The trouble with a mail-order dog

I'm a dog lover but would I buy one over the Internet? Maybe

By Gene Lyons
Published October 21, 2011 12:00AM (EDT)

Anybody who knows me knows that I’m a fool for a dog. Not every dog that ever lived; rodent-size yappers leave me cold. However, to my wife and me, a house without tooth-marked chair legs and tumbleweeds of hair in the corners barely qualifies as a home.

That pungent odor that makes fastidious visitors wrinkle their noses on rainy days? That’s the smell of unconditional love.

Some years back, I phoned my veterinarian pal Randy about a newspaper article reporting that academic psychologists had decided that dogs feel emotions. I asked if he that found newsworthy. Never one to mince words, he said “A [bleeping] dog is emotions with a nose.”

Google “dogs greeting soldiers” and watch a few online videos of deliriously happy animals greeting their masters returning from Iraq and Afghanistan. Anybody who remains dry-eyed must never have experienced canine devotion.

Almost as puzzling as dog haters are people who keep pets but have no earthly idea how the animals think and feel. Cesar Milan has made a handsome living off dog owners whose cluelessness makes “The Dog Whisperer” one of the funniest things on TV.

In real life, however, not every story has a happy ending. Consider the sorrowful experience of “Emmi,” a 5-year-old German shepherd who spent a terrible few days in a crate flying cross-country between a dope in New York who bought her and a doofus in Washington state who sold her, then resisted taking her back as if she were an out-of-warranty used car.

The story, reported in the New York Times, invites disbelief. One Jason Dubin, of Port Chester, N.Y.,contracted over the Internet with Kraftwerk K9, a Washington state outfit that imports, breeds and trains German shepherd protection dogs, to buy Emmi sight-unseen for $7,500.

Actually not totally unseen. There’s a video of the very beautiful animal on the firm’s website responding flawlessly to her trainer’s commands—heeling, sitting, staying and retrieving a dumbbell with impressive zeal.

If anything, Emmi’s a bit over-trained. Throughout the video, she’s obsessively fixated on the trainer’s hands, from whence, no doubt, hot dog pieces came. I prefer a canine companion to a veritable slave, a dog that registers its surroundings and goes about its doggy business. What Emmi’s like when she’s off-duty, there’s no telling.

“Emmi was portrayed to us as an obedient, well-trained, even-tempered dog,” Durbin told a reporter. “But within a week, I soon realized that Emmi was an aggressive dog who posed a great danger to my family.”

Specifically, Emmi stands accused of “terrorizing” the cat (horrors!), biting another dog under unspecified circumstances, and attempting to bite the Dubin’s 8-year-old son. Concluding he couldn’t control her, he informed Kraftwerk K9 that he was putting Emmi in her crate and shipping her back to Seattle.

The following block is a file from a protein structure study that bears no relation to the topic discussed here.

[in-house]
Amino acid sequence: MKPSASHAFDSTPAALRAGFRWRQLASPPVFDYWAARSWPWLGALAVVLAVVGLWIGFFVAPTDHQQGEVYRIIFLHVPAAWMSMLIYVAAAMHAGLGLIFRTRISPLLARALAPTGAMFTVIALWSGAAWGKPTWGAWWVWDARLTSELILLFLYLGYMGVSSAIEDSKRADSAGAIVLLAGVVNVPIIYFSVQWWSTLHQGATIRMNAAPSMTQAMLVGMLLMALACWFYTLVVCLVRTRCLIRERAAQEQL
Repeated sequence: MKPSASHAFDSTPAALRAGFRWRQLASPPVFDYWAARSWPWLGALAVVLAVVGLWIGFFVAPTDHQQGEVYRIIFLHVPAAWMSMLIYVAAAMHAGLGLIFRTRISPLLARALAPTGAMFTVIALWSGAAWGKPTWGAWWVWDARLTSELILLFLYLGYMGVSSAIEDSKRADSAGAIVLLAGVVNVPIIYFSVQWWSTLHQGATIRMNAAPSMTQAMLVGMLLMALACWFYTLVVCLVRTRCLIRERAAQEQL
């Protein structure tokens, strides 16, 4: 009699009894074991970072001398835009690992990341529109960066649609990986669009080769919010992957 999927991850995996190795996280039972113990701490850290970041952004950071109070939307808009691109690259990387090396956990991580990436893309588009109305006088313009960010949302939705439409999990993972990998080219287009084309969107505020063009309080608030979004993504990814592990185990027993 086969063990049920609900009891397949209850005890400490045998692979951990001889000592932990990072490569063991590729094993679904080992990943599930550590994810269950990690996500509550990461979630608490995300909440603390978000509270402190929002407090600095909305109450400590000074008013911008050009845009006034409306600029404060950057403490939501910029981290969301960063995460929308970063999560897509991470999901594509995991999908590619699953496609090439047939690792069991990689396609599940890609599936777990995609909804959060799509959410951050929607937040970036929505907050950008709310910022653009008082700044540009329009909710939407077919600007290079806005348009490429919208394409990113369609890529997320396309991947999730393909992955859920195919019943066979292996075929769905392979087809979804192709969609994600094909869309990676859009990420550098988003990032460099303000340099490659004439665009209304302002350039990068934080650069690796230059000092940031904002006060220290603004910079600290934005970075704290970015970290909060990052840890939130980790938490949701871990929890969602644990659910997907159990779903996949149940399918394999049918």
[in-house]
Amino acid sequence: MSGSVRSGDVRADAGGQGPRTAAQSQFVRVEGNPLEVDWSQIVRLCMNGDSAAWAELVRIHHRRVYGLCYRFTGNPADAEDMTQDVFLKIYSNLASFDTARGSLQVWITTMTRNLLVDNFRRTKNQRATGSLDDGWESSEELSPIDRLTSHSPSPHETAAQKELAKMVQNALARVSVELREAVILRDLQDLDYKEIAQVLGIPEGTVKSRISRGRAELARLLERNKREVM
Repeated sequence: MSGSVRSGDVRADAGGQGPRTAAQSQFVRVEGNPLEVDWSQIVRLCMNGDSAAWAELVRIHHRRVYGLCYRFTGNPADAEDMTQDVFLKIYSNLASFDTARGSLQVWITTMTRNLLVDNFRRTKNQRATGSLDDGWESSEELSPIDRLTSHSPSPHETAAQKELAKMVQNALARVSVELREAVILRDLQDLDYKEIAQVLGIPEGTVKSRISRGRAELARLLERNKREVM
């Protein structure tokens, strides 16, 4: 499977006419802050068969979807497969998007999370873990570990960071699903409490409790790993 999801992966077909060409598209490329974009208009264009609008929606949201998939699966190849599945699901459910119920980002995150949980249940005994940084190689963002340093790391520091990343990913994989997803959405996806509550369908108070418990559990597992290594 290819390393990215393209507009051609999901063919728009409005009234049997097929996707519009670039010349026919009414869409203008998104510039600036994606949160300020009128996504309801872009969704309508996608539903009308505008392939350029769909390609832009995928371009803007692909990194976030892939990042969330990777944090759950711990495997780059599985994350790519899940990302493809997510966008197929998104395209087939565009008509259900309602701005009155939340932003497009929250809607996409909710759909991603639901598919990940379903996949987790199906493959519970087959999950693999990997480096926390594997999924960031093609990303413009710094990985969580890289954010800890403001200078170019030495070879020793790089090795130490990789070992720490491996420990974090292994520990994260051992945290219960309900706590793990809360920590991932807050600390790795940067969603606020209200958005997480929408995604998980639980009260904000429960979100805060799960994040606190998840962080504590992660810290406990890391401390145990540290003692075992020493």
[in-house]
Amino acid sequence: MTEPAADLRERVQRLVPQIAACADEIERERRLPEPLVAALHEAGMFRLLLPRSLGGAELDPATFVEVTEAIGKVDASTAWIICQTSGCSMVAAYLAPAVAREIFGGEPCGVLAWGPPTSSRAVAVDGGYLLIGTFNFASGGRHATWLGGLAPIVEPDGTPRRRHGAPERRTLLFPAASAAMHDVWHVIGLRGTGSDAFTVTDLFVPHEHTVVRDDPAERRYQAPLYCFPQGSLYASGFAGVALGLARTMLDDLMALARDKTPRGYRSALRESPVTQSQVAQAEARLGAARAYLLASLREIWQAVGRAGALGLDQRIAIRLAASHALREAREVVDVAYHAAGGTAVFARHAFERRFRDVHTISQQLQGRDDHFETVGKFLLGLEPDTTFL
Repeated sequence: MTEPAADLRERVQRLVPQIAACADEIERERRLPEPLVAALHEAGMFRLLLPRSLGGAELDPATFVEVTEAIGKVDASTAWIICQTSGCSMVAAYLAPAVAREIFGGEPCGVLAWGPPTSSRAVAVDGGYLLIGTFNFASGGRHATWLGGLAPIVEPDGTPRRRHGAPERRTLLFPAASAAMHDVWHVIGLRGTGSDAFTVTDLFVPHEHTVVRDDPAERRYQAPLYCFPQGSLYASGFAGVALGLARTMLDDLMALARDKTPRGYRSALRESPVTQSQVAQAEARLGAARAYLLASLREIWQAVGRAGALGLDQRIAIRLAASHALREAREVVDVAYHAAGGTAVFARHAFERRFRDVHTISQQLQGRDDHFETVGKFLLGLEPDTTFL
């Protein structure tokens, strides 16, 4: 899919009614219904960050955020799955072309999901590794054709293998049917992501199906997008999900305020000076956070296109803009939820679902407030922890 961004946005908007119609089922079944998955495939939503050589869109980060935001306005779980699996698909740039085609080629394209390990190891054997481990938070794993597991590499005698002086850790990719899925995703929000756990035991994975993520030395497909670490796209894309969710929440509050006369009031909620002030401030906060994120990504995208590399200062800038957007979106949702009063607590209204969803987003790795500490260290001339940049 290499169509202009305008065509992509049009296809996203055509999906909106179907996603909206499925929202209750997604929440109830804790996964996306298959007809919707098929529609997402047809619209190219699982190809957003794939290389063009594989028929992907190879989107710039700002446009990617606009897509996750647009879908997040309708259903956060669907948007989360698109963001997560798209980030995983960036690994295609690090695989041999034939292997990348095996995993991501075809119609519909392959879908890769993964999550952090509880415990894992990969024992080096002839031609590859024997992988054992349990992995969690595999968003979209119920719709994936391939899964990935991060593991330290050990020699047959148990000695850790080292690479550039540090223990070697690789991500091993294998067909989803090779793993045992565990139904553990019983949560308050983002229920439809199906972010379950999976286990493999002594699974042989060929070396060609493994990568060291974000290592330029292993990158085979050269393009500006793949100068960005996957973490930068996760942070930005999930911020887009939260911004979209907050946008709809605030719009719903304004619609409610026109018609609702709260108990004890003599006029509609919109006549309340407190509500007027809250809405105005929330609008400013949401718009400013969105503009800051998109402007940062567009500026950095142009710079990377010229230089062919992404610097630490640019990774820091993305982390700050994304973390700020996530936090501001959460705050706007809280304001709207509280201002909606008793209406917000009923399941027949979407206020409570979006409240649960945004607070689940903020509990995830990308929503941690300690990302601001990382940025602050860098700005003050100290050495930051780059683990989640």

Kraftwerk K9’s owner Wayne Curry, in maybe the worst marketing decision since the New Coke, announced that as the firm’s 72-hour returns policy had expired, he wouldn’t collect Emmi at the airport. Still crated, the poor, confused and no doubt despondent animal eventually spent overnight in a Seattle kennel, before Curry relented and sent somebody to retrieve her.

Still bickering over money, both men pronounced themselves glad that Emmi hadn’t ended up being euthanized at the city pound.

As the saying goes, you wouldn’t treat a dog like that. Anyway, where to start? First, nobody as clueless as Durbin needs a protection dog. Ninety-nine percent of a big dog’s protective value is its bark. Otherwise, an amateur’s just asking for trouble.

Second, $7,500 for a middle-aged animal? Why was Emmi still available?

Buying a dog on the Internet is like marrying a Russian mail-order bride. Unpleasant surprises are all but guaranteed. If Durbin needed a designer dog to brag about, he could have bought one from a respected local breeder at a fraction of the price. That way, he could have evaluated the dog’s temperament—canine personalities vary almost as much as human ones—or even asked a knowledgeable friend’s help.

Then he could have donated the remaining $7,000 to the Humane Society.

In defense of poor Emmi, even the best-trained dog is not a DVD player. They don’t take orders from strangers. German shepherds in particular form strong emotional bonds with their masters; they need time and patient handling to adapt to changed circumstances.

Gradually introduced to her new family, Emmi would probably have learned to leave the cat be. She’d also probably had little or no contact with children. Durbin’s concern is understandable, but if the dog meant to bite his son, she wouldn’t have missed. The dog felt overwhelmed, and snapped a warning.

Maybe Emmi’s a canine head-case, they definitely exist. More likely, she’s a victim of human folly. All Durbin ever really needed was a golden retriever or a mutt from the shelter.

That said, I’d try Emmi out in a heartbeat.

Gene Lyons

Arkansas Times columnist Gene Lyons is a National Magazine Award winner and co-author of "The Hunting of the President" (St. Martin's Press, 2000). You can e-mail Lyons at

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